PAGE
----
nTIDE Jobs Report: Positive News for People with Disabilities after Months of Decline
Durham, NH – Two major economic indicators increased for people with disabilities, according to today's National Trends in Disability Employment – Monthly Update (nTIDE), issued by Kessler Foundation and University of New Hampshire’s Institute on Disability (UNH-IOD). May is Stroke Awareness Month, which focuses our attention on this major cause of disability, and the need for vocational research to determine optimal ways to overcome barriers to employment after stroke.
In the Bureau of Labor Statistics’ Jobs Report released Friday, May 6, the employment-to-population ratio for working-age people with disabilities increased from 27.0 percent in April 2015 to 27.9 percent in April 2016 (up 3.3 percent; 0.9 percentage points). For working-age people without disabilities, the employment-to-population ratio increased only slightly from 72.2 percent in April 2015 to 72.6 percent in April 2016 (up 0.6 percent; 0.4 percentage points). The employment-to-population ratio, a key indicator, reflects the percentage of people who are working relative to the total population (the number of people working divided by the number of people in the total population multiplied by 100).
“The employment-to-population ratio for people with disabilities showed improvement this month compared to the same month last year,” according to John O’Neill, Ph.D., Director of Employment and Disability Research at Kessler Foundation. “This is truly positive news considering the decline in this metric over the first three months this year. Let’s hope that this positive news continues. Interested in learning more about today’s results? Come listen in to our new Lunch & Learn webinar series, today, May 6 at 12:00PM EST. Join us live or watch the recordings later at www.ResearchonDisability.org/nTIDE.”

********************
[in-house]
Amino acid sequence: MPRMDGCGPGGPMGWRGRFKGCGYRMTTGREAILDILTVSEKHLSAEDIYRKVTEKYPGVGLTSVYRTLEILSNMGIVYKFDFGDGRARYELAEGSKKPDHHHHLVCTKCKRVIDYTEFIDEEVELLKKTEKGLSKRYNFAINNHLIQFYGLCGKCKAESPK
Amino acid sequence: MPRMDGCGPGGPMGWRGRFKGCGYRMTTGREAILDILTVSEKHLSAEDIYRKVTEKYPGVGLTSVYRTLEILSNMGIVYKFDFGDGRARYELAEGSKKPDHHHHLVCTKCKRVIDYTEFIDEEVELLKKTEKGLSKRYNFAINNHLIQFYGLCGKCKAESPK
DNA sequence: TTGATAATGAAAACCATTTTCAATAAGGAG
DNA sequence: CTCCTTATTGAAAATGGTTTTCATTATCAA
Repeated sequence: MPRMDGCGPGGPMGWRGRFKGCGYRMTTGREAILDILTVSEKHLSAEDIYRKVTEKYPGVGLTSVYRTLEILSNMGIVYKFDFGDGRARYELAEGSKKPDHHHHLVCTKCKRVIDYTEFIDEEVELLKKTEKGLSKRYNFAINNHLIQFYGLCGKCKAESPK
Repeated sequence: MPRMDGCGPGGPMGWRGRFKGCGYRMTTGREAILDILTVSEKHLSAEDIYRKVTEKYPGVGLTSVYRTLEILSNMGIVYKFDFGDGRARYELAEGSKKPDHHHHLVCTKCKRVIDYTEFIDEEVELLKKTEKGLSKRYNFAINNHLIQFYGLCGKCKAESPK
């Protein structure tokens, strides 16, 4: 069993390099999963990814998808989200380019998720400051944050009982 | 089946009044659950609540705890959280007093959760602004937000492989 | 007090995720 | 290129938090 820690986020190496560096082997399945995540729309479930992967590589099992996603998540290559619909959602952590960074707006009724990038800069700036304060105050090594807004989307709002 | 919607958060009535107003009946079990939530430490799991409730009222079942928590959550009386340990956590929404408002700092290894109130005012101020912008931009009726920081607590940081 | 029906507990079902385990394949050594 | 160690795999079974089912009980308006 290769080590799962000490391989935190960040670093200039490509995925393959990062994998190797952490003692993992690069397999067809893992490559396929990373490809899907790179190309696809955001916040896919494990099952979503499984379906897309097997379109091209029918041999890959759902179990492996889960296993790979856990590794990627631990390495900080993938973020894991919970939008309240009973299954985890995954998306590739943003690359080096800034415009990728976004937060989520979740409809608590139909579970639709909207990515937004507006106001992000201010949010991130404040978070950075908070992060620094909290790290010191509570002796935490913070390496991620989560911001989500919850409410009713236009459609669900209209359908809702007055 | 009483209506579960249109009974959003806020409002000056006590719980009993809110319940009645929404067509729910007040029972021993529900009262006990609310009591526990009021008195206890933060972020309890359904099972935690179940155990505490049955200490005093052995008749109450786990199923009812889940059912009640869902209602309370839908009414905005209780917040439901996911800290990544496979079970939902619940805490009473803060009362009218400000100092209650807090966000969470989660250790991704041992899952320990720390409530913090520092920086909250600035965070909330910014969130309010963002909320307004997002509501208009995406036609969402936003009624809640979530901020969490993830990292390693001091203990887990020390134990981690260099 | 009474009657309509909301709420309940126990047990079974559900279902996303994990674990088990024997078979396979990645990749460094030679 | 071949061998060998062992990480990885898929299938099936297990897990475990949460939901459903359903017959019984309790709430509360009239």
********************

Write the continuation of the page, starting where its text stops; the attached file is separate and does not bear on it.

The labor force participation rate for working-age people with disabilities increased from 30.1 percent in April 2015 to 31.6 percent in April 2016 (up 5.0 percent; 1.5 percentage points). For working-age people without disabilities, the labor force participation rate increased only slightly from 75.9 percent in April 2015 to 76.1 percent in April 2016 (up 0.3 percent; 0.2 percentage points). The labor force participation rate is the percentage of the population that is working or actively looking for work.
“This is the first time we have seen increased employment for people with disabilities since September 2015. It is also pretty surprising because the figures for people without disabilities were quite flat,” said Andrew Houtenville, Ph.D., associate professor of economics at UNH. “It will be interesting to see if this continues.”
Improving the number of people with disabilities returning to the workplace depends upon targeting research to different populations. In 2009, researchers found that 34 percent of people hospitalized for stroke in the United States were younger than 65 years. “That number is likely higher now, since the average age for stroke onset is declining,” noted Dr. O’Neill. “As more people of working age are affected, the goal of returning to work is an important consideration in post-stroke rehabilitation.”